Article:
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Protein regulates movement of mitochondria in brain cells
Date:6/15/2009

UMMR has been the appreciation in that the body operates at a relatively low oxygen level. While the air we breath consists of approximately 20% oxygen, the cells in the brain sit at somewhere between 2-5% oxygen. This creates a "normal" state of hypoxia in the brain.

However, the concentration of oxygen in the brain can drop even further in instances such as a stroke, when blood flow to a portion of the brain is cut off. This decrease in oxygen promotes the expression of HUMMR which, in turn, mobilizes mitochondria. More mitochondria in the correct position may mean the cell has a greater capacity to filter out toxic levels of calcium. Rempe and his colleagues are now investigating the role that HUMMR may play in stroke models, particularly whether or not this activity helps protect vulnerable cells that lie just outside the core areas of the brain that are damaged by stroke.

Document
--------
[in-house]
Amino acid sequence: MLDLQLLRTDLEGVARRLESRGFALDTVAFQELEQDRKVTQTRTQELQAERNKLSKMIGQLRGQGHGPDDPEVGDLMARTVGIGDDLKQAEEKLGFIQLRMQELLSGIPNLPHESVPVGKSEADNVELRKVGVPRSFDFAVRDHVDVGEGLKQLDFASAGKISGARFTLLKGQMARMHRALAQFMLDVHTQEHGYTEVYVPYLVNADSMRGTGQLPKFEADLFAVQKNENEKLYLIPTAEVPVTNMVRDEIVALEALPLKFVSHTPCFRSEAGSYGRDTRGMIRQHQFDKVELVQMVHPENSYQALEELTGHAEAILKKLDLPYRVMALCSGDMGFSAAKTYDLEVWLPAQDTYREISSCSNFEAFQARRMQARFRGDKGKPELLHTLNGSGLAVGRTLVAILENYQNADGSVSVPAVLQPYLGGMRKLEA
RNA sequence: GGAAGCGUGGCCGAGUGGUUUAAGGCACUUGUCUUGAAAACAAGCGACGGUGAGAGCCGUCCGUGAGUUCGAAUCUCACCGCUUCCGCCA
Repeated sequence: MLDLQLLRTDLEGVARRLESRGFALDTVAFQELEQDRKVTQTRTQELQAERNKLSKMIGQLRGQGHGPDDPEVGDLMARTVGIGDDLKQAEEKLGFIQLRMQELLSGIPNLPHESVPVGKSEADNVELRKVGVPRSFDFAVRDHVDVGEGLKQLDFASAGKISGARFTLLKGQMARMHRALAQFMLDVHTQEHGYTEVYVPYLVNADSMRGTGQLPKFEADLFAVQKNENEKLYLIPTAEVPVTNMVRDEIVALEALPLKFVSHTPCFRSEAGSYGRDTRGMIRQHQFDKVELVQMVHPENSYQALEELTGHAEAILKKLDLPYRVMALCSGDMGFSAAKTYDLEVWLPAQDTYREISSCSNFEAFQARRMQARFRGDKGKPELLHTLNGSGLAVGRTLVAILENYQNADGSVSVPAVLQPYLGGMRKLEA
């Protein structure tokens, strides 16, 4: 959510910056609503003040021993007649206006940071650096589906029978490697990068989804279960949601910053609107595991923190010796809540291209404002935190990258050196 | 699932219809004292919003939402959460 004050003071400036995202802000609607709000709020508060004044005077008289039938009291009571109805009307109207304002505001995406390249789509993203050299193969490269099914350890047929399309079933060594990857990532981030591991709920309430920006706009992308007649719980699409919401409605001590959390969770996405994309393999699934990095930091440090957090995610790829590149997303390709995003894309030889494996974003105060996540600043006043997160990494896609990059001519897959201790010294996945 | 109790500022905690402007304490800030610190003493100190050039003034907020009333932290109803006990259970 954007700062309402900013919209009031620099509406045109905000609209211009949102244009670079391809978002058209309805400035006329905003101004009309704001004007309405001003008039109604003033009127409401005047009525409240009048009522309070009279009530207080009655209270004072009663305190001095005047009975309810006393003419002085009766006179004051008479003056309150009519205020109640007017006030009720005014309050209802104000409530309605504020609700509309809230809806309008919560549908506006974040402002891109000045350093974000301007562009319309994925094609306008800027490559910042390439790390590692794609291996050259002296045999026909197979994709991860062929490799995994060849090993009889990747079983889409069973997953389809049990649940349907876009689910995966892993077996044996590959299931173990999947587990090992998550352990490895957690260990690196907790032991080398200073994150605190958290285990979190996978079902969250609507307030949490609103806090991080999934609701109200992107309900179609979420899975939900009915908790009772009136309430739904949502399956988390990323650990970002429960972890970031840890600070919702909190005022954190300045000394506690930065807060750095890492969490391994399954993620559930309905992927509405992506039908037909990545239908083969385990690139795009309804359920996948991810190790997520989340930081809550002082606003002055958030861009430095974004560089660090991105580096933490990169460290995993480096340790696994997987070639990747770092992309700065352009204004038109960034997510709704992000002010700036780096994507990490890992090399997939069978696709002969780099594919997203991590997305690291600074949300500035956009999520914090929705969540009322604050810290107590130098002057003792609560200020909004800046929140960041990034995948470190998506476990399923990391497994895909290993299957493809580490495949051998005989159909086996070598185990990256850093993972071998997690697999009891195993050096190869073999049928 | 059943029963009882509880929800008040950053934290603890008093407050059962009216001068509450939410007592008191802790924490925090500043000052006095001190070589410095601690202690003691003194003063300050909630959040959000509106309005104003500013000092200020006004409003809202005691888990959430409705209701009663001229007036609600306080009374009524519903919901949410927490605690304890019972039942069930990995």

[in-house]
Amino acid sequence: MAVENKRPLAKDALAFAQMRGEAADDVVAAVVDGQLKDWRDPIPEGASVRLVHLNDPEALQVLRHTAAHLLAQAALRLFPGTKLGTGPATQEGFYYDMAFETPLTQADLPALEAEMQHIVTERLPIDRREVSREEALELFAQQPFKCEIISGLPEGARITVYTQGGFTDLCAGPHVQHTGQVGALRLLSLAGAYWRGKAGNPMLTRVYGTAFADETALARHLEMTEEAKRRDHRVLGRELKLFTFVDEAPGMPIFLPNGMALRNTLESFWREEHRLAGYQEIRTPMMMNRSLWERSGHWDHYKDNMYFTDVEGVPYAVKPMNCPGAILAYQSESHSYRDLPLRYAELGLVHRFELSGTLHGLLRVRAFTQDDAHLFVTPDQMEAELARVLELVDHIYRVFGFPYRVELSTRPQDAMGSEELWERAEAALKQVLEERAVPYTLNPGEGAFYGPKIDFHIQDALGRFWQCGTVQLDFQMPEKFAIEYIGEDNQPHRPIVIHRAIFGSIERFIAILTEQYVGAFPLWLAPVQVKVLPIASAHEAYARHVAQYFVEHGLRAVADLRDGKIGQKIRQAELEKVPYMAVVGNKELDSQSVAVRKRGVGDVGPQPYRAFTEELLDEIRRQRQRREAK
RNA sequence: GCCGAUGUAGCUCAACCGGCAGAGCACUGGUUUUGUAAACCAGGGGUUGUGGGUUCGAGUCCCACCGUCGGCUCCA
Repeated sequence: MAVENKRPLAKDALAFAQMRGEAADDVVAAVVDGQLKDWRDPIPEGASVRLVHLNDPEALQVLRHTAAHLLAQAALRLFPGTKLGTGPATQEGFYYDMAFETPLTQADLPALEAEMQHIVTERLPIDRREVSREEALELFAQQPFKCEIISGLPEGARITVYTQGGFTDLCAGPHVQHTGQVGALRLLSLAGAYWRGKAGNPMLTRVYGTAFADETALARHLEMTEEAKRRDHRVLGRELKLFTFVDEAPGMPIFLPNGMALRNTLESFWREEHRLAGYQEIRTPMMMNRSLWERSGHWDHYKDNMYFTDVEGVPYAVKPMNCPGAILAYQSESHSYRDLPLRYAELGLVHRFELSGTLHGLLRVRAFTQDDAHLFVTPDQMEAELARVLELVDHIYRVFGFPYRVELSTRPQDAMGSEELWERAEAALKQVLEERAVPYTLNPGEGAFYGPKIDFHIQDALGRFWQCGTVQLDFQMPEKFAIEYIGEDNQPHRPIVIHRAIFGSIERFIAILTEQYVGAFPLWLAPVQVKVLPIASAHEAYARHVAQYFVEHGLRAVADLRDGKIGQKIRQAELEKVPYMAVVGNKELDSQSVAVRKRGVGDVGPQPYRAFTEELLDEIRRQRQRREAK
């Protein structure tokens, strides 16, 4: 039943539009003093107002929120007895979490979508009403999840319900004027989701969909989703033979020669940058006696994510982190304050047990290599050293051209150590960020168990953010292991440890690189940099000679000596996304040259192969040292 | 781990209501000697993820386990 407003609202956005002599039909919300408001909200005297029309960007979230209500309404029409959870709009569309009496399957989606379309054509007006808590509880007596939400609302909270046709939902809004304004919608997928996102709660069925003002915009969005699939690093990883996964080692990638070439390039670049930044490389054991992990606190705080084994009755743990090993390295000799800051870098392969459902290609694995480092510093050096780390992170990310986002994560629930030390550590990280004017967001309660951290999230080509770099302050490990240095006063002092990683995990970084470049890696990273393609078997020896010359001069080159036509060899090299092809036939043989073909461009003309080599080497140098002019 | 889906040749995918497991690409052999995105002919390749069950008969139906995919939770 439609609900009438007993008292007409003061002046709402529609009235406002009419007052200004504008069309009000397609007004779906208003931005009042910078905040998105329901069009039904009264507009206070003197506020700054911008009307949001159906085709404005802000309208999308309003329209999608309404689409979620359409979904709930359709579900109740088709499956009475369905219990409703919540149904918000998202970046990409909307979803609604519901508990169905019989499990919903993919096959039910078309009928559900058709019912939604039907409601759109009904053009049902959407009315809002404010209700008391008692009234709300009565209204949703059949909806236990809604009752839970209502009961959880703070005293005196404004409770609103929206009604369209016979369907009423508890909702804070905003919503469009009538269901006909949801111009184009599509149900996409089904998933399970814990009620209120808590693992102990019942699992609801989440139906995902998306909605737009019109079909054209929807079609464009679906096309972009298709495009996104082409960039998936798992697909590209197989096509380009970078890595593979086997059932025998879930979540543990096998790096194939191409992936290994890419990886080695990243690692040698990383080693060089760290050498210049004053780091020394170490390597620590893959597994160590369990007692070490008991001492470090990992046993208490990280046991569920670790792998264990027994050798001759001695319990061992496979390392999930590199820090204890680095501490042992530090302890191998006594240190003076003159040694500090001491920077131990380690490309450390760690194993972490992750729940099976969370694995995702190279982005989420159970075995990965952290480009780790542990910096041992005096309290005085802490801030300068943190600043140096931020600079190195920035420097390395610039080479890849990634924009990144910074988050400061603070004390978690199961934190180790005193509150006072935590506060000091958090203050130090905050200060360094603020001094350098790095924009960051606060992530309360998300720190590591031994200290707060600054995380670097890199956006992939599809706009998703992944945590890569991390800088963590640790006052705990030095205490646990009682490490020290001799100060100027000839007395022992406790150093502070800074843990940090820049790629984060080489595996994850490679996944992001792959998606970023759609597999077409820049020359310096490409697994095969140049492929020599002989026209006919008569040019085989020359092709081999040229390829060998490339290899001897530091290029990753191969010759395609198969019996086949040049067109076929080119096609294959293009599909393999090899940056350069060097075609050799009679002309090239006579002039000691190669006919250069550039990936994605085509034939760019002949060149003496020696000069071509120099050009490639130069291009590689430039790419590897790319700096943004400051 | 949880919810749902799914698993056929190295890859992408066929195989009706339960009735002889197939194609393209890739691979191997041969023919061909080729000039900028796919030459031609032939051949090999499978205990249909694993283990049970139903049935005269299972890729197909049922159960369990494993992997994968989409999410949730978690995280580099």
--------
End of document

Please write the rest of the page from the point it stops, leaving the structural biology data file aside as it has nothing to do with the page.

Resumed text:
"Ultimately, these advances in our understanding of the molecular and cell biology of mitochondria have the potential to lead to novel approaches for the prevention and treatment of neurological disorders," said Rempe.


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Contact: Mark Michaud
mark_michaud@urmc.rochester.edu
585-273-4790
University of Rochester Medical Center
Source:Eurekalert

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